August 13, 2019
Short-Term Vacation Rentals: Are They Legal in Pennsylvania?
Like many places in Pennsylvania, the Scranton-Wilkes-Barre area sees its fair share of tourism. People come from more urban areas to appreciate the natural beauty. In some cases, families take advantage of short-term vacation rentals to be near college campuses.
However, if you own a home and want to make it available for a short time, there’s something you should know. It may not be legal.
Many people who rent out vacation homes take advantage of websites such as Airbnb or Vrbo. They put up a few pictures, list available dates and the set up a price. Depending on the local zoning ordinances, owners could find themselves in court.
Earlier this year, the Pennsylvania courts ruled on involving short-term rentals. Slice of Life, LLC v. Hamilton Township Zoning Board, et al. was decided by the Supreme Court of Pennsylvania on April 26, 2019.
In the past, the courts have determined that short-term vacation rentals in residential areas are not permissible. They essentially give neighborhoods a feeling of transients overtaking them.
The Slice of Life case took on similar issues. The local zoning ordinance said that a “family” requires a “single housekeeping unit.” The court was asked to decide if that meant single family homes could only be used by one family.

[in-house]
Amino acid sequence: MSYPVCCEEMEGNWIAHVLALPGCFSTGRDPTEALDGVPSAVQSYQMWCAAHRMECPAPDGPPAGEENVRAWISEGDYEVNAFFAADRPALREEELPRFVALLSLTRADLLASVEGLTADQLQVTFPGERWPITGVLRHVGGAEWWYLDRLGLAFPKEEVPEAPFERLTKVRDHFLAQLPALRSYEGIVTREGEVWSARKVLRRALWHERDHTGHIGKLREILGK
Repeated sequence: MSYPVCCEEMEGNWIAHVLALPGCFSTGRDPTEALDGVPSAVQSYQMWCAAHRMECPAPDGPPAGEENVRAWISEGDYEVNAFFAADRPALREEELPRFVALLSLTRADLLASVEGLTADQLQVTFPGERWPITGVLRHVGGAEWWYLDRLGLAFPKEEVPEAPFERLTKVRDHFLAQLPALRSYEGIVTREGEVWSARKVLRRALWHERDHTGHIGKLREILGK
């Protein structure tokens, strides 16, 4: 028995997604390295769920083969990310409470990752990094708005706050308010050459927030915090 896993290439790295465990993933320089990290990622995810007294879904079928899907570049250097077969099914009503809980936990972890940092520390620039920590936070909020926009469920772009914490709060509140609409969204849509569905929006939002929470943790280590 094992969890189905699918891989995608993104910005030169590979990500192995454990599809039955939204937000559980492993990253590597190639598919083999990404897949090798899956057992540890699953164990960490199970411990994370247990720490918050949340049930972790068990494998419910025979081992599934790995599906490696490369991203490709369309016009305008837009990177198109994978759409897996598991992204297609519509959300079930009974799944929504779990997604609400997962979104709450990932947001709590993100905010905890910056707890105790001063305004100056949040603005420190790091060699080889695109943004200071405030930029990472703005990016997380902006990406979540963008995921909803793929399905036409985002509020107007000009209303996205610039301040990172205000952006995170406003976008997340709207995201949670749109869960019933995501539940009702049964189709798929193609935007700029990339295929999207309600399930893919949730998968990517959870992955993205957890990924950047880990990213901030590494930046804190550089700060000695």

Court Rules Against Short-Term Vacation Rentals
As it turns out, the Slice of Life company bought property with the intention of using it for short-term rentals. The owner, Val Kleyman decided it made business sense to invest in the home and let others use the home.
When the property was offered for rent, there were some limited restrictions. For example, renters needed to stay a minimum of two nights. The house was big enough to sleep 14 people.
However, there was the issue of the location as it was zoned in a residential area. Generally speaking, these types of requirements are intended to protect people from “increased noise and traffic, protect children living there and their ability to utilize quiet, open spaces for play, and to maintain “the residential character of the neighborhood.”
Ultimately, zoning officials weren’t happy with the fact that Kleyman was using his three-bedroom house to bring outsiders into the area. It wasn’t as if Kleyman ever lived there. The home was purely used for the short-term rentals.
When the court ruled on the matter, they decided that the property wasn’t being used as a single-family dwelling and it was therefore against local zoning ordinances to use it for short-term rentals.
The bottom line is that before you decide to rent out your home or any part of it, you need to know zoning ordinances.